(Inter Press Service)
A senior Iranian official reportedly told members of the Iranian parliament Monday that Iran has agreed to freeze its enrichment program for six weeks and begin negotiations with the P5+1 group of states as early as next week, according to reports of that decision by the Iranian Student News Agency (ISNA) and by a Farsi-language website in Iran. Remarks by Iranian Foreign Minister Manoucher Mottaki and a top adviser to Supreme Leader Ayatollah Ali Khamenei on Tuesday also seemed to indicate a decision to accept a "freeze for freeze" proposal from the P5+1 to begin at least preliminary negotiations.
The P5+1 include the permanent members of the U.N. Security Council—United States, Britain, France, China, and Russia—and Germany.
The apparent Iranian decision comes in the wake of an atmosphere of heightened threat of attack on Iran by Israel created by a series of moves by Israeli and U.S. officials in recent days.
The head of Iran’s atomic energy agency, Gholam-Reza Aghazadeh, told members of the Majlis Energy Committee Monday that Iran has agreed to start the talks, according to the Farsi-language Iranian website Fararou. It said "informed sources" specified that Iran had accepted a six-week freeze on any expansion of enrichment as a condition on such negotiations, as proposed by European Union foreign affairs chief Javier Solana.
The P5+1 proposal also offers to suspend further progress in advancing U.N. sanctions against Iran. It does not address sanctions organized outside the U.N. Security Council framework, however.
ISNA reported in a brief item on Monday that an unnamed Iranian parliamentary energy committee member had declared that Iran "has agreed to start talks with 5+1 countries group." The news agency added that the talks "will begin next week."
Although ISNA did not report that the official had said Iran would freeze its nuclear activities, in the sense of foregoing any increase in centrifuges, it implied as much by reporting that the P5+1 proposal delivered by Solana on June 14 "required Iran to suspend nuclear activities in exchange for a set of economic and security incentives."
The news further quoted unnamed "Iranian officials" as saying that "common points of the two packages can be a launching pad to start talks."
The website Fararou identified the committee member, who had quoted Aghazadeh as informing committee members that Iranian authorities had agreed to negotiate with the P5+1 group, as Seyed Admad Hosseini. Hosseini was quoted as telling reporters that the talks should start next week.
Fararou also provided additional details on Aghazadeh’s briefing. It said the secretary of the Majlis Energy Committee, Moayyed Hosseini, told its reporter that Aghazadeh had pointed to "positive aspects" of the negotiations with the P5+1, "including the fact that the West was accepting Iran’s possession of 3,000 centrifuges."
That comment suggested that Tehran will present the "freeze for freeze" proposal as a concession to Iran’s right to enrich uranium.
The committee secretary was quoted by Fararou as stating flatly that the proposal for a six-week freeze on enrichment "has been accepted by Tehran."
The same parliamentarian was quoted as saying the atomic energy chief had declared that the "package" of proposals from the P5+1 was still being studied, and that Iran would respond by the end of the week.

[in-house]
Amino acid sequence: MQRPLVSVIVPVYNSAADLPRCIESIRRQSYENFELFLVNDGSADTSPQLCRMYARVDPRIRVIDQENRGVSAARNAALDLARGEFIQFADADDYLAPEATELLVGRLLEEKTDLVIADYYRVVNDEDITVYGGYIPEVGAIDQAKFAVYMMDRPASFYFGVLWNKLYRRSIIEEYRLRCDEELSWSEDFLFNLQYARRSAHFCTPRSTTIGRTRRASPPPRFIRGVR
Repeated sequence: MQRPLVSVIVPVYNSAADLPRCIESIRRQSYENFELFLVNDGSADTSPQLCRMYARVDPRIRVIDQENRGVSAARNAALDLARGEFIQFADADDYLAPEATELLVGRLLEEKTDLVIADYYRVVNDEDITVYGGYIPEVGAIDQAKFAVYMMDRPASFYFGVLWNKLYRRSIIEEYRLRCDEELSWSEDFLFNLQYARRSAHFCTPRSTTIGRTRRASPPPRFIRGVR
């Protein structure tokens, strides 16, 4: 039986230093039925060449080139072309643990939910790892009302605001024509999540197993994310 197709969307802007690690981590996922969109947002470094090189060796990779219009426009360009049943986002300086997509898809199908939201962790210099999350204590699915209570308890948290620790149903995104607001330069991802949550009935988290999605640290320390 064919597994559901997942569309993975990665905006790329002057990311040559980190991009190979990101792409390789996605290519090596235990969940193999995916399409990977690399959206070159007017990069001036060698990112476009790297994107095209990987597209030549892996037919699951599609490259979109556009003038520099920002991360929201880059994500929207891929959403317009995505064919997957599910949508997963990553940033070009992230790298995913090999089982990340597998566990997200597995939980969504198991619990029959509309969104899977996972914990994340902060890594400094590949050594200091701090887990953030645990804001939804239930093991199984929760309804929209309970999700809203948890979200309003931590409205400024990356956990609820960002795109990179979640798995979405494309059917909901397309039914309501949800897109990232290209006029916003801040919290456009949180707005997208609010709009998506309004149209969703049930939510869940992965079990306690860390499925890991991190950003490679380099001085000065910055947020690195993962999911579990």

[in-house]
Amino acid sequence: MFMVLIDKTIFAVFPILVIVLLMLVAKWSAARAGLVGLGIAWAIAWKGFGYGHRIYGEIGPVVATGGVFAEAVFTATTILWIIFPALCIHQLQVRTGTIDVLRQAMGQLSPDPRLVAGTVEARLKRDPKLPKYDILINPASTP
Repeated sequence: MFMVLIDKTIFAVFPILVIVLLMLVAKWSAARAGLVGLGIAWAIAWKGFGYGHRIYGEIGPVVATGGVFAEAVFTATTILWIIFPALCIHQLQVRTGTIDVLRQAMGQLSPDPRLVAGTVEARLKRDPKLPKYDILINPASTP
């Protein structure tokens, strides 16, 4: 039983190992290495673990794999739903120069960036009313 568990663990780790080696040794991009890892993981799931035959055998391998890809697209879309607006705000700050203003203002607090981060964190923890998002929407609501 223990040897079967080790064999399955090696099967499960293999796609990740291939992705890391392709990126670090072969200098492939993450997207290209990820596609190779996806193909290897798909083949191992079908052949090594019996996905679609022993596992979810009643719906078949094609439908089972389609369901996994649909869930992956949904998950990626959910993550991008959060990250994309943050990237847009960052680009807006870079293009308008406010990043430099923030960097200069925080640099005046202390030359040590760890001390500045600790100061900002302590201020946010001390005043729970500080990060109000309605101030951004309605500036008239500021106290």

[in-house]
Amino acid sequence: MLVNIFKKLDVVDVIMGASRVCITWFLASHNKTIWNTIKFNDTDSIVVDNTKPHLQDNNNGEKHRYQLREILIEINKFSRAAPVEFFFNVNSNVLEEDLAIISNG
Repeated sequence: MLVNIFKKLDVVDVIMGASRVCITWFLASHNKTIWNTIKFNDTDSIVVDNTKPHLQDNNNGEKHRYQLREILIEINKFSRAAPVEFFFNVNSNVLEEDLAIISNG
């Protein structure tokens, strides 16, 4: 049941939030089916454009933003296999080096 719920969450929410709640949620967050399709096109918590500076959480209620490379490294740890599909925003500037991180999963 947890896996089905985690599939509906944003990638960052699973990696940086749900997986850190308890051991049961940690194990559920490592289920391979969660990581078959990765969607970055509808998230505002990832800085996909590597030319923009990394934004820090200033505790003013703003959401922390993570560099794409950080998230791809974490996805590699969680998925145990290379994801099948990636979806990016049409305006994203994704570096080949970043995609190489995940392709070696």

The formal P5+1 proposal given to Iranian officials by Solana on June 14 was a repackaging of the mid-2006 proposal to Tehran. But it was accompanied by a six-week "freeze for freeze" proposal under which Iran would not increase the level of its enrichment efforts and the P5+1 would freeze the movement toward tougher sanctions against Iran, according to diplomats in London quoted by Reuters on June 21.
That would enable pre-negotiations to begin between the two sides on "parameters for formal negotiations," according to the diplomats.
Beginning formal negotiations, however, was said to require that Iran "fully suspend" enrichment, meaning that it would actually temporarily stop enriching uranium. The formal negotiations envisaged would last "up to six months," according to the diplomats cited by Reuters, during which time the halt to enrichment would have to continue.
The remarks by energy committee secretary Hosseini implied that Iran’s commitment was only to the six-week freeze on the level of its nuclear activities and not to an actual suspension of enrichment as required for the formal stage of negotiations.
But Foreign Minister Mottaki, in remarks at a luncheon meeting with reporters at the Iranian mission in New York, suggested that the Iranians might be prepared to go further.
Mottaki said that there were sufficient commonalities between the Solana proposal on behalf of the P5+1 and Iran’s own proposals for negotiations to provide the basis for talks. That remark, paralleling the unattributed view reported by ISNA on Monday, suggested that Iran was preparing to enter into substantive negotiations. Furthermore, Mottaki failed to repeat the standard Iranian statement that enrichment is Iran’s legitimate right, even though he was repeatedly questioned on the point.
Further indicating an Iranian desire to take advantage of any diplomatic opening in a period of rising threat from Washington and Tel Aviv, Ali Akbar Velyati, a top foreign policy advisor to Khamenei, said, "Americans wanted Iran not to accept Solana. Therefore our interests imply that we should embrace Solana."
Gareth Porter is an investigative historian and journalist specializing in U.S. national security policy. The paperback edition of his latest book, Perils of Dominance: Imbalance of Power and the Road to War in Vietnam, was published in 2006.
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